Chewed fingernails


The biting off of fingernails is called onychophagy. The phenomenon occurs in both humans and animals. Those affected bite off their fingernails with their teeth and often also the surrounding skin.

The extent of the damage is very different and individual. If the damage is minor, often only the protruding parts of the nails are chewed off without causing other injuries. If the chewing goes beyond this limit, the nail bed and the skin underneath are also injured.

Often the fingertips are also bitten off. Such injuries can go so far that small bleedings occur and later form flat scars on the fingertips. Since the affected persons often suffer a lot from their chewed nails, there are several approaches for a therapy. You will find further information in the following article.

Causes of chewed fingernails

Chewing your fingernails usually has a psychological cause. It is important to distinguish between children and adults. Small children often bite their nails out of curiosity and boredom.

In this case, no psychological illness must have been assumed. Regular fingernail biting can be thought of as ADHD or another behavioural disorder. Overanxious children also tend to bite their fingernails in difficult situations.

In adults, onychophagia often occurs in connection with neuroses and other obsessive-compulsive disorders. However, this does not mean that all adults with this habit are automatically mentally ill. A nervous or anxious personality can also be considered as a cause of chewing in adults. The chewing of fingernails is used as a valve to get rid of excess energy or to mask unpleasant feelings. In addition, fingernail biting is increasingly observed in psychotic patients.

The treatment of chewed fingernails

The therapy of chewed-off fingernails consists of two pillars: on the one hand the patient has to give up nail biting and on the other hand the regeneration and healing of the fingernails can be promoted. In the following you will find corresponding therapy approaches.

Pain due to chewed fingernails

Biting off fingernails can sometimes be very painful. Pulsating pain is typical, especially when there is inflammation of the affected finger (panaritium). Even severely shortened nails cause pain, as the sensitive nail bed is exposed and constantly irritated.

However, the regrowth of the nails is not painful in itself. Only accompanying inflammation, which is not uncommon if the nails are still biting, as well as injuries caused by biting, cause pain. If the pain is pronounced, anti-inflammatory painkillers such as ibuprofen or diclofenac can help to alleviate the discomfort.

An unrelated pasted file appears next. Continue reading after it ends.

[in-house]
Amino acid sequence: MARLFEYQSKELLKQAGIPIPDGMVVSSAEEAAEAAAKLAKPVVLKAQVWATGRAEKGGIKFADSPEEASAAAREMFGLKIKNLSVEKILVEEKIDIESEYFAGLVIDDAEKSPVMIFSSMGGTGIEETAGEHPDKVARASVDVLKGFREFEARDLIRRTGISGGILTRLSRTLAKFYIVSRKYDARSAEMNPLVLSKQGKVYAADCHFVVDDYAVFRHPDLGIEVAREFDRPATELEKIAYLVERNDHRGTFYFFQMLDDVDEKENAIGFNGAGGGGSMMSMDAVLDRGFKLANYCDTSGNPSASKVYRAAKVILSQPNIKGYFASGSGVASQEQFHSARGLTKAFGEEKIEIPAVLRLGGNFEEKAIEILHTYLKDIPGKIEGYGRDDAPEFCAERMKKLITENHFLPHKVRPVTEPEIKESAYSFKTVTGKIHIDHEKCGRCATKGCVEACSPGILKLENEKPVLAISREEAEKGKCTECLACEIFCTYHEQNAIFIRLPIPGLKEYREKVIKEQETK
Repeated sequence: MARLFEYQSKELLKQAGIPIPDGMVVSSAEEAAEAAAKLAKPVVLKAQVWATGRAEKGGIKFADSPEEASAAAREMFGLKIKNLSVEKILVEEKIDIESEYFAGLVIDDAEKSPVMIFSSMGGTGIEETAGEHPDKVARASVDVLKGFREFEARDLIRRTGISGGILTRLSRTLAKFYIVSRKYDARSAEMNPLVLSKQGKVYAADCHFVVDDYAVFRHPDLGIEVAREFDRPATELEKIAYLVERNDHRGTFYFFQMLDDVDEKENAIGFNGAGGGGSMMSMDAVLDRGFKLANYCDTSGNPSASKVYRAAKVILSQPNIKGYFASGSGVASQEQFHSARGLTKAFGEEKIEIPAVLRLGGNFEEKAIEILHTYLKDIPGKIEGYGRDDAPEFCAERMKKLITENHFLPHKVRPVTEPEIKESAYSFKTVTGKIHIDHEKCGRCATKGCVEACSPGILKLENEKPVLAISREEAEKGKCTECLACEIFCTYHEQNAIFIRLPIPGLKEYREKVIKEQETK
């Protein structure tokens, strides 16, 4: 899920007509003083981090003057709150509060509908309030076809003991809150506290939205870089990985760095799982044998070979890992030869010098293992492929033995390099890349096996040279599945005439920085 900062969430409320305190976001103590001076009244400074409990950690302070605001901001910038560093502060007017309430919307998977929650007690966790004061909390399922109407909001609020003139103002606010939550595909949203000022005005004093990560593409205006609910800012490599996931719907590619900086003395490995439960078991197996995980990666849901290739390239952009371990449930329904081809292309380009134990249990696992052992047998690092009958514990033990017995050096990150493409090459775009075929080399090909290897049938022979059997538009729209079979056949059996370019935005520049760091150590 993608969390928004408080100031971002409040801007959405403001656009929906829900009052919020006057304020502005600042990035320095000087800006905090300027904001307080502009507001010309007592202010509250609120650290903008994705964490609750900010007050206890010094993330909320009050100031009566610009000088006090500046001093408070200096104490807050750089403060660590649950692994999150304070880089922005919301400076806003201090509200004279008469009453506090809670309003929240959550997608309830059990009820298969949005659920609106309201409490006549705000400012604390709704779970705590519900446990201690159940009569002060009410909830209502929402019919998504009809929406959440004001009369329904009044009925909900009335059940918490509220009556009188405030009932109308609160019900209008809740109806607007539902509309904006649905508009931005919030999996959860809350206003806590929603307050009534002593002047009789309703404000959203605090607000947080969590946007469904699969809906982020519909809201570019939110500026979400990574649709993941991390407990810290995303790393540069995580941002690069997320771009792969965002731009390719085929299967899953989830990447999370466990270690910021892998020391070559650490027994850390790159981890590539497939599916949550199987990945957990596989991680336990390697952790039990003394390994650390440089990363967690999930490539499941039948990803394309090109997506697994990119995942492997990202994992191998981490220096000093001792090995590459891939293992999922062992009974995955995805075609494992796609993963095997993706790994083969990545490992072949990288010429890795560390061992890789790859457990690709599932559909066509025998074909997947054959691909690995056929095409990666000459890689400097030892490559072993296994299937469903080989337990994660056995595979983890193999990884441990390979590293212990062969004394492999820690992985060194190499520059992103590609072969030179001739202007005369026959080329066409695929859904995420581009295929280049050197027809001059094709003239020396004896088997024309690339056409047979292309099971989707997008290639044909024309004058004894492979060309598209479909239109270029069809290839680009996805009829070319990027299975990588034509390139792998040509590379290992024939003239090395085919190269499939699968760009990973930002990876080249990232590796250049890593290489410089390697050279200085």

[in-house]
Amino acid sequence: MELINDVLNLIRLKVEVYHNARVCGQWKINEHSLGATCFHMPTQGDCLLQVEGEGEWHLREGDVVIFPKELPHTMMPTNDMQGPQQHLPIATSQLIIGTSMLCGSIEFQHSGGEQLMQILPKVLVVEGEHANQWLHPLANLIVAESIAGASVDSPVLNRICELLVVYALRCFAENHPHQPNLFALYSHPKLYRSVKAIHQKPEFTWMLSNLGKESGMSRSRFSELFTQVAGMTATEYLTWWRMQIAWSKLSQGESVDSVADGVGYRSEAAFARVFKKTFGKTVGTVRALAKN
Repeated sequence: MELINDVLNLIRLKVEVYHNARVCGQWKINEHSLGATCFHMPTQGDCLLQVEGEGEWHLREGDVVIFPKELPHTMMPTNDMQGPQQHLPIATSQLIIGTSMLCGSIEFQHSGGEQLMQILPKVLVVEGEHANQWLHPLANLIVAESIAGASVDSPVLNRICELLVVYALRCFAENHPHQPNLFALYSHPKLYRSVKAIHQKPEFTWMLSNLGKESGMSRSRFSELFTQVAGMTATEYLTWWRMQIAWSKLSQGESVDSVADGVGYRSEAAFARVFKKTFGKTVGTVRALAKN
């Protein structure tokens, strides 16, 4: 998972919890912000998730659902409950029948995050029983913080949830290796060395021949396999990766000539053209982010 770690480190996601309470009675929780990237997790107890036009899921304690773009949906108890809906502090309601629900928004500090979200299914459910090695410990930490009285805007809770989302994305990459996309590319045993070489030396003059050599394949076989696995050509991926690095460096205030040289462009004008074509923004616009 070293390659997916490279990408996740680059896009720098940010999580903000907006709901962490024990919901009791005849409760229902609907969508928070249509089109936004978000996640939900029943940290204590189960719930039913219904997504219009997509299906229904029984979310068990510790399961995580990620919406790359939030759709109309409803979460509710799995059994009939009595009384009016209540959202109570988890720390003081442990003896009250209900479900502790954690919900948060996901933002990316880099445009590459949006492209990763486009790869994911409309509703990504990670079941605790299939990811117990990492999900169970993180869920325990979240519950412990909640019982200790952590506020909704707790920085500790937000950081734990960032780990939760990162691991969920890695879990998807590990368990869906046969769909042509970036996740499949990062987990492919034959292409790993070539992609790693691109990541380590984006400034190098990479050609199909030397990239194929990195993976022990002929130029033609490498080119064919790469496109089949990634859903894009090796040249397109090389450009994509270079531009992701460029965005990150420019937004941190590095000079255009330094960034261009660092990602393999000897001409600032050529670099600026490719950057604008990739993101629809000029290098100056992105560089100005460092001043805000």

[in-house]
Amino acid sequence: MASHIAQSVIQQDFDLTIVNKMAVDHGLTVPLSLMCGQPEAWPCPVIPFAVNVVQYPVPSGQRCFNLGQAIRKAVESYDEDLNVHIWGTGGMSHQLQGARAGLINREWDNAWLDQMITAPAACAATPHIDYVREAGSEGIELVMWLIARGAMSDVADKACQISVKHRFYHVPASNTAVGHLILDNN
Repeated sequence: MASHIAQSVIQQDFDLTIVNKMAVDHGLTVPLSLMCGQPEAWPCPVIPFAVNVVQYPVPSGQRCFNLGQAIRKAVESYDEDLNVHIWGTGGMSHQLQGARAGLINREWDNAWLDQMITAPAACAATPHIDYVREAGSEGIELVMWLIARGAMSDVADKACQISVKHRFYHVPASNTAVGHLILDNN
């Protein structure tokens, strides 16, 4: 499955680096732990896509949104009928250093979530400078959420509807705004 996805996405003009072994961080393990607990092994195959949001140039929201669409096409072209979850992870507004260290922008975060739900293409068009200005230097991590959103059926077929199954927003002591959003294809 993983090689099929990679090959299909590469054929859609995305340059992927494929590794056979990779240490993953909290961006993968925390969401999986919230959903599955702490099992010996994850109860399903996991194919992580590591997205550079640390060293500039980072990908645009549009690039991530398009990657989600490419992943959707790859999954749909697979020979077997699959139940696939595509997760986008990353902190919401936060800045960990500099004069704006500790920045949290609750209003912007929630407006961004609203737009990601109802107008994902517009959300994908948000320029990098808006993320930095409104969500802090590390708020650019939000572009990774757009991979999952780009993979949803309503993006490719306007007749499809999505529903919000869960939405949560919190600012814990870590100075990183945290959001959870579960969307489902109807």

Weaning the nail-biting

When solving problems, the fight against the causes is at the forefront. As long as the fingernails are chewed further and further, the nails cannot regenerate. The consequences are chronically inflamed nails and scars on the fingertips.

In order to prevent this, there are different nail polishes for affected persons, which should prevent the chewing. The classic is a bad tasting, clear nail polish that should be applied regularly to the fingernails. When chewing, one notices the bad taste again and again, so that a kind of training against chewing takes place.

So the bad taste should serve as a deterrent against nail biting. Unfortunately, this method is a bit cumbersome, because the nail polish has to be renewed regularly. It is also easy to wash off and can hinder eating with your hands.

As a supplement to getting used to it, the regeneration and healing of the affected nails can be promoted. Thus there are varnishes that promote nail growth and additionally harden the nail. However, this varnish only works if the nails are not further chewed during this time and are given time to regenerate.

Another alternative is to go to a nail studio. There the unsightly fingernails can be beautified and if necessary strengthened with artificial nails. Artificial nails are very popular among people with chewed-off fingernails, as they fulfil two important functions at the same time.

On the one hand, they protect the nail underneath from further chewing and thus give it time to heal. On the other hand, artificial nails hide the often unsightly looking natural nails. There are different types of artificial nails.

The most common are artificial nails made of plastic. However, other variants, such as those made of gel nails, are becoming more common. The wearing of artificial nails is uncomplicated and is rarely perceived as annoying.

A disadvantage of artificial nails is that they have to be maintained regularly. After a certain time the glue can become loose or individual parts break off. This leads to more frequent visits to the nail studio, which can be quite expensive.

Alternatively, with a little practice you can glue on artificial nails yourself. The necessary material can be purchased either in retail stores or on the Internet. However, with artificial nails it should be noted that these can also be chewed. Therefore weaning is also important with this solution.